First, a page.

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Artificial Knee Joint

The Artificial Knee Replacement

An artificial knee joint consists of the following parts, e.g.:

  • metal alloys (cobalt-chromium molybdenum metal alloys due to good tolerability and durability)
  • special plastic polymers (replicate the layer of cartilage covering the joint)

The surgeon will decide which materials will be suitable for each individual patient.

Knee Resurfacing

In many cases it is sufficient just to replace the damaged structures close to the knee joint. This involves fitting a femur joint replacement to the condyle and a tibial plateau replacement to the shinbone. A plastic insert acts as a low-friction bearing between the two. The back of the kneecap can also be replaced with a plastic cap.

This procedure is referred to as resurfacing as only the damaged surfaces are replaced. One benefit of this intervention is that the bone material is preserved and the important, supportive tendon structures are retained as much as possible. For this reason, this procedure is currently the standard knee replacement operation.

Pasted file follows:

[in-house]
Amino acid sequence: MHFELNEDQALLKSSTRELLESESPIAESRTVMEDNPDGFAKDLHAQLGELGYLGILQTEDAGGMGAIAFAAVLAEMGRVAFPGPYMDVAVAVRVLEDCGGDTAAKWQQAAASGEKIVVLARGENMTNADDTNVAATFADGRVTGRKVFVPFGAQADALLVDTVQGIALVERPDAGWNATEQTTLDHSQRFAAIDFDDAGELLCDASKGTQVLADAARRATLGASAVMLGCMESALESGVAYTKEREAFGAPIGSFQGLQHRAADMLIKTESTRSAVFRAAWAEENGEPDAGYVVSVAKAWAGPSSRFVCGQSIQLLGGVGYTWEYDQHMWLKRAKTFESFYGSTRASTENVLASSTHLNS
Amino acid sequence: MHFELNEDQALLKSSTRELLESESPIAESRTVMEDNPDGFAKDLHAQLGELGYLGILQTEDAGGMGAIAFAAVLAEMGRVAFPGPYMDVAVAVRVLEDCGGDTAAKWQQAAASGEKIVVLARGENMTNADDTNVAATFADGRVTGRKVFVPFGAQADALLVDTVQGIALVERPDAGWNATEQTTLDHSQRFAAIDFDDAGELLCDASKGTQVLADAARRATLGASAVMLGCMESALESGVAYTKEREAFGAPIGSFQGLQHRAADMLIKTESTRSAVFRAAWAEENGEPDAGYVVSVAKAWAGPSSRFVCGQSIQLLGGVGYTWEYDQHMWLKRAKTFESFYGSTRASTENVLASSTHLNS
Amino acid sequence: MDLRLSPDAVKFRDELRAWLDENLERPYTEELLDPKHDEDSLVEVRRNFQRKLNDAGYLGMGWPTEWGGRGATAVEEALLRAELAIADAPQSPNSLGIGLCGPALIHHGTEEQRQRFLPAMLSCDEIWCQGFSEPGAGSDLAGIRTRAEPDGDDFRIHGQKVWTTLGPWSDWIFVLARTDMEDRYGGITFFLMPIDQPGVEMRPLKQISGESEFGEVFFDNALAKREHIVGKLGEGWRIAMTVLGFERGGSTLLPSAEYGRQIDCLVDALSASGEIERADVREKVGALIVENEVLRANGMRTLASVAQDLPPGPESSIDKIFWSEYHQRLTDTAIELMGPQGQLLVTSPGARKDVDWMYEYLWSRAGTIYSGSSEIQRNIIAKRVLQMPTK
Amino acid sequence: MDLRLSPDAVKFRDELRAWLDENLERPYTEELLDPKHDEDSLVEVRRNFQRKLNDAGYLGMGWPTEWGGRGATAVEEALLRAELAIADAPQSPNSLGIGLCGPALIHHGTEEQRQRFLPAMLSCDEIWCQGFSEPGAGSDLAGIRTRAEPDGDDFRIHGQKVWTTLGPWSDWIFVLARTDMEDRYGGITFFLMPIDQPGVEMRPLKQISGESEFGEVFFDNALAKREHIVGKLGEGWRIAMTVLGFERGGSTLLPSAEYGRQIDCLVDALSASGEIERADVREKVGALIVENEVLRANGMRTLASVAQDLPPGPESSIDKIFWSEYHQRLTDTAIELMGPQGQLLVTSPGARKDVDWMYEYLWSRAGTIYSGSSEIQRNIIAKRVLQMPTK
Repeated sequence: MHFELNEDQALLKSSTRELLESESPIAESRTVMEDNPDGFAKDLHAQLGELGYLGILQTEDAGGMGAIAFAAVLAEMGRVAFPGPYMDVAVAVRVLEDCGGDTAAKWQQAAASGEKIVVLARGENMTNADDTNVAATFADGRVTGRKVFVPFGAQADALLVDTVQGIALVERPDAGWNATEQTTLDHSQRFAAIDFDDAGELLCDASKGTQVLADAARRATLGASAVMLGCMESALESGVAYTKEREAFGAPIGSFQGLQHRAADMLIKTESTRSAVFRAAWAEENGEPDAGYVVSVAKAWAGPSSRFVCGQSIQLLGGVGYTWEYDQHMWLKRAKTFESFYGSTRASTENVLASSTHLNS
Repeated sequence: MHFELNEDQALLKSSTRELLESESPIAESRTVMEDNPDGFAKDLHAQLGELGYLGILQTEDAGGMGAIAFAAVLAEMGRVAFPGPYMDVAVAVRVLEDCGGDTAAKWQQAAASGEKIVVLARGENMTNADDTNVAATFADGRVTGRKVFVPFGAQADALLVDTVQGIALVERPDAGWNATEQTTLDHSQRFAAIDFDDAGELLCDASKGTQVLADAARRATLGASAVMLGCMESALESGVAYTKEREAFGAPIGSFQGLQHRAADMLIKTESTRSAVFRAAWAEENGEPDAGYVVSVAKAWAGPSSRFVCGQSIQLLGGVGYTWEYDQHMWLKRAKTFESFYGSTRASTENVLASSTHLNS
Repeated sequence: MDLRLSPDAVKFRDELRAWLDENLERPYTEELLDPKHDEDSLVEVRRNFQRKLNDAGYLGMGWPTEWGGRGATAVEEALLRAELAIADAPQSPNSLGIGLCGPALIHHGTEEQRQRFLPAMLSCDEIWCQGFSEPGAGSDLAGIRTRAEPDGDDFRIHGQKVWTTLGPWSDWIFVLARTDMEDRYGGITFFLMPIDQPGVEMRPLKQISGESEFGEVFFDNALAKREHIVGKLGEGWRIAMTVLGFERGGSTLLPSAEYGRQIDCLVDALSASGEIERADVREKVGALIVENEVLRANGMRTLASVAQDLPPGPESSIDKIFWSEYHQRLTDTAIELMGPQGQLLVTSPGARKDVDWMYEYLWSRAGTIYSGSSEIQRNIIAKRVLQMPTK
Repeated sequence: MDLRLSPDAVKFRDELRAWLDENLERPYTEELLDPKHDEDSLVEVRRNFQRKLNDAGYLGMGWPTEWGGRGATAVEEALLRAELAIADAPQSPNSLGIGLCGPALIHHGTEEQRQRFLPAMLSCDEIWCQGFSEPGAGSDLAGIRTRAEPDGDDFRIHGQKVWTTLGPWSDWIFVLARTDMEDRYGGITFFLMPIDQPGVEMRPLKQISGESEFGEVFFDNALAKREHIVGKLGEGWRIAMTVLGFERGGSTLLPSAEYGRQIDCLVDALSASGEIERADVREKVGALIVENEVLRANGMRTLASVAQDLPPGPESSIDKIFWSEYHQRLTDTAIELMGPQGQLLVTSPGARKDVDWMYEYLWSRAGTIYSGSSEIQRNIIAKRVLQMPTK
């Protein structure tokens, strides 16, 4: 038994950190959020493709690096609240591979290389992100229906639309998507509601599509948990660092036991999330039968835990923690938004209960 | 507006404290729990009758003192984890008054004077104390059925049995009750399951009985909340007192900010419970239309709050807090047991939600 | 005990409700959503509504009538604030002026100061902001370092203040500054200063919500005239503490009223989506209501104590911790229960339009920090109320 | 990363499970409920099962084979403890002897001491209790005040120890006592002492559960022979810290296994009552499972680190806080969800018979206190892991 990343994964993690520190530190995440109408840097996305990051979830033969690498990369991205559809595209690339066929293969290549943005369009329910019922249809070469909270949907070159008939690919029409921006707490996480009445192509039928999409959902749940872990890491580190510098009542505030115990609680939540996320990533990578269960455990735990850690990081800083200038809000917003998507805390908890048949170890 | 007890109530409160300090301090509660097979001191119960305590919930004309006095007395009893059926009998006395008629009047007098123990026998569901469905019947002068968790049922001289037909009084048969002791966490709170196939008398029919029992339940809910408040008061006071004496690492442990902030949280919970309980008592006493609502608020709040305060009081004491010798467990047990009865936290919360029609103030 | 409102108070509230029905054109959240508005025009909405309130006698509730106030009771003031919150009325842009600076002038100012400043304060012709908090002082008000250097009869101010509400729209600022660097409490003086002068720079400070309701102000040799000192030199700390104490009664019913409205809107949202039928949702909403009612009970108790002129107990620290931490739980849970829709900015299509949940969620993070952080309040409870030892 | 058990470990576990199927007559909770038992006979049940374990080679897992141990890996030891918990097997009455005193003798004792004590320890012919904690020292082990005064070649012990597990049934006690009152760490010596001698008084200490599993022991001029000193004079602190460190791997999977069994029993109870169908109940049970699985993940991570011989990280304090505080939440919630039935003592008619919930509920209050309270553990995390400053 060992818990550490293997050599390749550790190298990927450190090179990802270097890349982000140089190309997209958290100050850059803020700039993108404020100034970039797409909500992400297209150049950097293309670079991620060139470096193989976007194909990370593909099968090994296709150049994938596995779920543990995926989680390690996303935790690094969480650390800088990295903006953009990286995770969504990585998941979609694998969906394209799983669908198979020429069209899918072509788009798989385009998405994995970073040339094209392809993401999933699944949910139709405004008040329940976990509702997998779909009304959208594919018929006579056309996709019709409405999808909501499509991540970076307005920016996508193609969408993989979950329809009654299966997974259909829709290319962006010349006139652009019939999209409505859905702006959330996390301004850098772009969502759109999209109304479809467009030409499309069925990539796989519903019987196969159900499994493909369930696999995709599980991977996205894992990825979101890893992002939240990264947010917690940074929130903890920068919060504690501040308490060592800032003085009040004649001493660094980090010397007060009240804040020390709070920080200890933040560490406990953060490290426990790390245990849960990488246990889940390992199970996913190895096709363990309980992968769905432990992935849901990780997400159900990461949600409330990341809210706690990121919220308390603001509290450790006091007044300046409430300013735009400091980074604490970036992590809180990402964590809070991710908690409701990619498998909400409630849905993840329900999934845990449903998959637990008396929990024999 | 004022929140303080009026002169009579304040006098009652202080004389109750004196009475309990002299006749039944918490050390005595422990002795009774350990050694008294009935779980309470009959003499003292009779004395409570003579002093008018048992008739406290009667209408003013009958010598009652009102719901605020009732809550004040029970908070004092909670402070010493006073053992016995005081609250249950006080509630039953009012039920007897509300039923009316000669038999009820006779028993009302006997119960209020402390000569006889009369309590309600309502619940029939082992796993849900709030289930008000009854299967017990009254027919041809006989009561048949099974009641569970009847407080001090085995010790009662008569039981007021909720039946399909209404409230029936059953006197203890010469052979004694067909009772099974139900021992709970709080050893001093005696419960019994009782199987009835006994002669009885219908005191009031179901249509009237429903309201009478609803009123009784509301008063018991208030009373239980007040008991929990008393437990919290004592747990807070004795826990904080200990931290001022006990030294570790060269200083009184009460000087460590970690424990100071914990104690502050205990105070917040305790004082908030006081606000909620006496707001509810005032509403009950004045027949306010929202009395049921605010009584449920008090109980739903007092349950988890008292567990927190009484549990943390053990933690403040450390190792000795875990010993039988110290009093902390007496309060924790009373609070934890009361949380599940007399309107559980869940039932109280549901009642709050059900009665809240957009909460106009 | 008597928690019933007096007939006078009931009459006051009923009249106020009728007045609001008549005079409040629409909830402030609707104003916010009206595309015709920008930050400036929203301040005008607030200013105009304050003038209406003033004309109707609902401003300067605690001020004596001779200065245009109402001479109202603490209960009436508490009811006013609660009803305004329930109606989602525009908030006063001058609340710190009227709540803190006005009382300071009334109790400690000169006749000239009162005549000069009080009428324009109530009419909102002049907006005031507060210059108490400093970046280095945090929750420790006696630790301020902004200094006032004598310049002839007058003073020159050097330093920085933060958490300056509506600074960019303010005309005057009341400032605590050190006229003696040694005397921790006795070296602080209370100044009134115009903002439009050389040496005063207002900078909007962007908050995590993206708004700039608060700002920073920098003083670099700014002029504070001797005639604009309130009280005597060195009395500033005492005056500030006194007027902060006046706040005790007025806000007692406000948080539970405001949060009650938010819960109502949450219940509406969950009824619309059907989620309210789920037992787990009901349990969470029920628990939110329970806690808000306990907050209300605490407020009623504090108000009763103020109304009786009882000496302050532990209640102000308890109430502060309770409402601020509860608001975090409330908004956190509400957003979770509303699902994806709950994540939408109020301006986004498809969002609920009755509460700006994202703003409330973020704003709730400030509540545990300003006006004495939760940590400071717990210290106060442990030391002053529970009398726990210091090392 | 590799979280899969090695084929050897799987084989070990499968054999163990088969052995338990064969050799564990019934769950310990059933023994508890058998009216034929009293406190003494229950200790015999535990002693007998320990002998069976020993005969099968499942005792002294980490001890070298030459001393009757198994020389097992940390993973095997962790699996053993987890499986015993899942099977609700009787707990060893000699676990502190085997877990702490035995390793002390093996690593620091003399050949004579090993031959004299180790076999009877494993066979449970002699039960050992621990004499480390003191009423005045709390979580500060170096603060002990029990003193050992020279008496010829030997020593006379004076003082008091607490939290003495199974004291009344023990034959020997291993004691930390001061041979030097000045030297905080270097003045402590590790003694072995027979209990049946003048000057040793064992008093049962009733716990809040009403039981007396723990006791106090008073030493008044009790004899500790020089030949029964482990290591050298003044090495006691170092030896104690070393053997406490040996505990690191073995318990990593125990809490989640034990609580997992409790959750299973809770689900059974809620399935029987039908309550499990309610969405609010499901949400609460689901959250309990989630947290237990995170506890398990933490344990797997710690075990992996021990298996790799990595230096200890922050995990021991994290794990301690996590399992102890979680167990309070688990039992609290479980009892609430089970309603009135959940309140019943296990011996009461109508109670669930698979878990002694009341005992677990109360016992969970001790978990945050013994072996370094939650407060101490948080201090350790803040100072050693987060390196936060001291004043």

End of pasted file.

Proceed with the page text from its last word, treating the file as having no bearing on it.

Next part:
Knee resurfacing

Axially Supported Knee Replacement

If the bone is unstable, there are large discrepancies in the leg axis or loose collateral ligaments, a procedure known as an axially supported knee replacement is performed. This artificial joint also consists of a femoral component and a tibial component. Both components have a long stem, which is anchored in the femur and tibia respectively during surgery. Together, the two components form a hinged joint which ensures a high level of stability, even if the collateral tendons of the knee joint are unstable. However, this method does involve removing more bone material in order to anchor the joint.

Axially supported knee replacement